It should be noted that, in the first years of independence, Turkey allowed humanitarian aid to flow to Armenia through its territory. In 1992, when the economic crisis in Armenia escalated, Turkey agreed to send 100,000 tons of grain to Armenia, as well as electricity, which was in short supply in Armenia. That decision sparked a wave of protests in Azerbaijan. Following a visit by Turkish Deputy Prime Minister Erdal Inonu to Baku on December 8, 1992, the supply of electricity to Armenia was banned, stating that normalization of Armenian-Turkish relations would only be possible after the settlement of the Nagorno-Karabakh conflict. This step created the precedent of tying Armenian-Turkish relations to Armenian-Azerbaijani relations.
In 1993, Armenian forces achieved new successes on the battlefield, which significantly affected Armenian-Turkish relations. In particular, in April 1993, after the military operation in Kalbajar (now Karvachar), Turkey closed the H-50 international air corridor, banning flights to Armenia through its airspace, closed the Gyumri-Kars railway, and banned the delivery of humanitarian aid to Armenia through its territory. The supply of wheat was stopped. Armenia found itself sandwiched between an Azerbaijani-Turkish two-sided blockade. Thus, since the liberation of Shushi, Turkey tried to put various forms of pressure on Armenia to prevent the further success of the Armenian forces. By closing its border with Armenia, Ankara cemented the connection between the Nagorno-Karabakh conflict and Turkish-Armenian relations.
The success of the Armenian forces in Artsakh raised the issue of direct Turkish military intervention against Armenia. In July-August 1993, Armenian forces managed to liberate Aghdam (now Akna), Fizuli (now Varanda), Jebrail (now Mekhakavan) and Kubatlu (now Vorotan). Concerned with the success of the Armenian forces, in September 1993, Turkey deployed more than 50,000 troops along the Armenian-Turkish border. This was a clear warning to Armenia that further military actions could have serious consequences at the Armenian-Turkish border. Nevertheless, plenty of deterrent factors forced Turkey to avoid direct military intervention against Armenia, including the following:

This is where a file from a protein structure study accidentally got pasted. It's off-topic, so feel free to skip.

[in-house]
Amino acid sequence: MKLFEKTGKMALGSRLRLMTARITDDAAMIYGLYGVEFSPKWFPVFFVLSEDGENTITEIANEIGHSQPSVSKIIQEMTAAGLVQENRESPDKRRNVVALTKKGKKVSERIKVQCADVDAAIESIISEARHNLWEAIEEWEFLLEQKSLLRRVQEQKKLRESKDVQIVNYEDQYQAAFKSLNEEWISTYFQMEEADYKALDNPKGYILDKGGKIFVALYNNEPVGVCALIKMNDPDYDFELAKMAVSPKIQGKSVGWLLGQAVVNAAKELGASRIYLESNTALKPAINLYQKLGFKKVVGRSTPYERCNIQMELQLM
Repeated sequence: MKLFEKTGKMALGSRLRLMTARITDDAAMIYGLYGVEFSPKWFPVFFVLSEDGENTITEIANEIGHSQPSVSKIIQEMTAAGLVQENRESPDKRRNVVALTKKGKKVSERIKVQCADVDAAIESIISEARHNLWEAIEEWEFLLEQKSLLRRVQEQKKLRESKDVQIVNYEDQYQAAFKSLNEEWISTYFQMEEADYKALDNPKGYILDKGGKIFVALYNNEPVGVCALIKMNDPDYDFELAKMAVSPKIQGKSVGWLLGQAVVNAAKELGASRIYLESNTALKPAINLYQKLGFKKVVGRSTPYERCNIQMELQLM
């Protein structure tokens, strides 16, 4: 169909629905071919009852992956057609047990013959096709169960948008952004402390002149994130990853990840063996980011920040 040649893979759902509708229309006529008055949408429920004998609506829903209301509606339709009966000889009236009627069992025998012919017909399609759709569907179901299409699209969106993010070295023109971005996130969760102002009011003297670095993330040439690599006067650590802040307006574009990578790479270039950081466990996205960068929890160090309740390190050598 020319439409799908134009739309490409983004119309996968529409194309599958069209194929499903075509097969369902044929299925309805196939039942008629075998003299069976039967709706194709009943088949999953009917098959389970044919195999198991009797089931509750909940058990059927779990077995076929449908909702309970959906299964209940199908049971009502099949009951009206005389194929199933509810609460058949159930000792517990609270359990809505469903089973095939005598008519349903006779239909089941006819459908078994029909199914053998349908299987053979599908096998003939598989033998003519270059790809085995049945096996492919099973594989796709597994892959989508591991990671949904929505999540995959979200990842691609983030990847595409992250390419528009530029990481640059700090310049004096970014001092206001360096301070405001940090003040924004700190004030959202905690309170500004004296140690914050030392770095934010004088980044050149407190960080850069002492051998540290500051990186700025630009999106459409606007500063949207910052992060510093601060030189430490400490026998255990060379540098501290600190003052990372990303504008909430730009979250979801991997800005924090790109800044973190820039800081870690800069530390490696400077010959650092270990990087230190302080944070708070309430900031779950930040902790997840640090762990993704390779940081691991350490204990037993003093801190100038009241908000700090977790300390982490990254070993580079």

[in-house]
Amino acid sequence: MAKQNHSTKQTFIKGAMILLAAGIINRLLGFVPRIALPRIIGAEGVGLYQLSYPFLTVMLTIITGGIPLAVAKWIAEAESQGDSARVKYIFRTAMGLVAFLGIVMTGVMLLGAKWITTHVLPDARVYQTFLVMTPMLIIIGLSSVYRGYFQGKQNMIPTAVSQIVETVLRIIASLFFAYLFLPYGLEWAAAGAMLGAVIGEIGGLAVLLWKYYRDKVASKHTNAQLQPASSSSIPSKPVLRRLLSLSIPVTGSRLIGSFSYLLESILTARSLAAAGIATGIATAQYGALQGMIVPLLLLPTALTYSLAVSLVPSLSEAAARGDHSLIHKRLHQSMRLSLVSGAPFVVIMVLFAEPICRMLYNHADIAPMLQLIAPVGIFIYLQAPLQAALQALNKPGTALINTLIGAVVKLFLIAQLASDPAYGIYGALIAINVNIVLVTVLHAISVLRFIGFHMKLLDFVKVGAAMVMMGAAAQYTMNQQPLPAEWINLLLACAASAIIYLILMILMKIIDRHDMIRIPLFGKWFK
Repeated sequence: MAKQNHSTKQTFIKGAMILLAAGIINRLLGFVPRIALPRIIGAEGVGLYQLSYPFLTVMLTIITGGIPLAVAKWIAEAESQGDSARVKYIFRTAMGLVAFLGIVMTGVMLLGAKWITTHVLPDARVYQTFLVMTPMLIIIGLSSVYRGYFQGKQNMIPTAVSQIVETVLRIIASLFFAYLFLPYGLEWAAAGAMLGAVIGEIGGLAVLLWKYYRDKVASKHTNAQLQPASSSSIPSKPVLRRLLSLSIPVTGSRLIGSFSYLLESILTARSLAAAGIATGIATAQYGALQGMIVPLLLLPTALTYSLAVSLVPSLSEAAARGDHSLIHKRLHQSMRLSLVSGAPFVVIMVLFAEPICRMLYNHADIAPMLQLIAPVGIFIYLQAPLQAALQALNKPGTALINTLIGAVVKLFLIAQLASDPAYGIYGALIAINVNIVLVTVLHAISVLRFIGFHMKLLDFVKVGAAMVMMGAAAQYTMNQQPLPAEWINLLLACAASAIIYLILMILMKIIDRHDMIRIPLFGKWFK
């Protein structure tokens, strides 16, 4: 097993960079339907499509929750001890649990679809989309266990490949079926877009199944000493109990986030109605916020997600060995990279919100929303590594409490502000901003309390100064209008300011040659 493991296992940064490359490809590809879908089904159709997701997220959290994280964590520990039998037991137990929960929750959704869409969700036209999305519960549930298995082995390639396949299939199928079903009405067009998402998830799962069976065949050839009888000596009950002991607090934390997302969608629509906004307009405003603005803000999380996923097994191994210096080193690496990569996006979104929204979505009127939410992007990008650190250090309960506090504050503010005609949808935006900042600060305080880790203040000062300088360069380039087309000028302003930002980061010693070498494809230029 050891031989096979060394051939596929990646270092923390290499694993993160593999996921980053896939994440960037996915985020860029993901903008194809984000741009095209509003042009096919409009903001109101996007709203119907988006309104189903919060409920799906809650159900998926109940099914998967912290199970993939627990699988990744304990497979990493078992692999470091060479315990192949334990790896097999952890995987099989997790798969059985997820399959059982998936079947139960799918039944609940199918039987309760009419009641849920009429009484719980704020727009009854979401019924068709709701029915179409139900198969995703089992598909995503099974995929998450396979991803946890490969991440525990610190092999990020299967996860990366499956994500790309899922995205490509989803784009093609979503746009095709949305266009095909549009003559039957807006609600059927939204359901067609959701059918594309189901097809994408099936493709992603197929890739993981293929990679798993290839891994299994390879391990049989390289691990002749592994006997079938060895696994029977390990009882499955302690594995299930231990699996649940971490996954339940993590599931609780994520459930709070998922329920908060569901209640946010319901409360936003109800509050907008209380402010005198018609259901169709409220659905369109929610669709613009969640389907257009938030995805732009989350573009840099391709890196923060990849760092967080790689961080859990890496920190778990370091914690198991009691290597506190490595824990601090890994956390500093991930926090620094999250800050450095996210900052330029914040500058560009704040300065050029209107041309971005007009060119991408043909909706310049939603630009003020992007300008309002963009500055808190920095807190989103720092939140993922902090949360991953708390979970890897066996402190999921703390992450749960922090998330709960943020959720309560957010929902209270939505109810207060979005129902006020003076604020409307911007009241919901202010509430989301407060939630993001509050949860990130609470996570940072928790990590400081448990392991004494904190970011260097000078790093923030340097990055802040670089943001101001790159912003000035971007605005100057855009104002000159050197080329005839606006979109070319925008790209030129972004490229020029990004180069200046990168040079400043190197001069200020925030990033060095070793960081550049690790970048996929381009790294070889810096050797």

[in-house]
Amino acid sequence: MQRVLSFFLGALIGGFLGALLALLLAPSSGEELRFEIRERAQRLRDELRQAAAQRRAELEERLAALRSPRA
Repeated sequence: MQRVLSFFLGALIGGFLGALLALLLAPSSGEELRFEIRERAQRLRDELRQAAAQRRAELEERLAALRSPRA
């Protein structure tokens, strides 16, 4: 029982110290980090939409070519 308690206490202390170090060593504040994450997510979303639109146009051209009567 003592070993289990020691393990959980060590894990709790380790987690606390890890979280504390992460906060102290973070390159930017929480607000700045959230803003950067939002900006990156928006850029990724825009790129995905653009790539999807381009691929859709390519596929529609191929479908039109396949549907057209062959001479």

- The approach of the Turkish leaders: President Turgut Ozal and Prime Minister Suleyman Demirel held the opinion that, since Azerbaijan was an independent state, it must overcome its problems on its own; Turkey must not directly intervene in a conflict with another independent state. Even though this approach angered Turkish nationalists, who claimed to support their fraternal state of Azerbaijan, Turkey could not be guided purely by nationalist ideas, as it could pay a very high price for it.
- Alliance with the West: Turkey was a member of NATO and it was responsible to that union. Engaging in a new conflict could lead to wider global consequences. Furthermore, Turkey was not certain that it would receive the support of NATO member states. Moreover, since May 15, Armenia was a member of the Collective Security Treaty Organization (CSTO), which included its own mutual defense clause [Article 4]: “If one of the Member States undergoes aggression, it will be considered by the Member States as aggression to all the Member States of this Treaty.” In the event of a Turkish invasion, escalations could lead to outright war between Russia and the United States.
- Internal political problems: The Kurdish issue was also a factor. The United States had provided significant assistance to Turkey in its fight against the marxist Kurdistan Workers’ Party (PKK). Turkey feared that this support could be withheld if it became more involved in the Armenian-Azerbaijani conflict.
- The political desire to join the EU: Turkey feared that direct involvement in the war could derail its European aspirations. In 1987, Turkey submitted its application for full membership, wishing to get the status of a candidate country without any delay. Turkey’s actions would be described as aggression, “in the long run, closing the doors of the EU to Turkey.”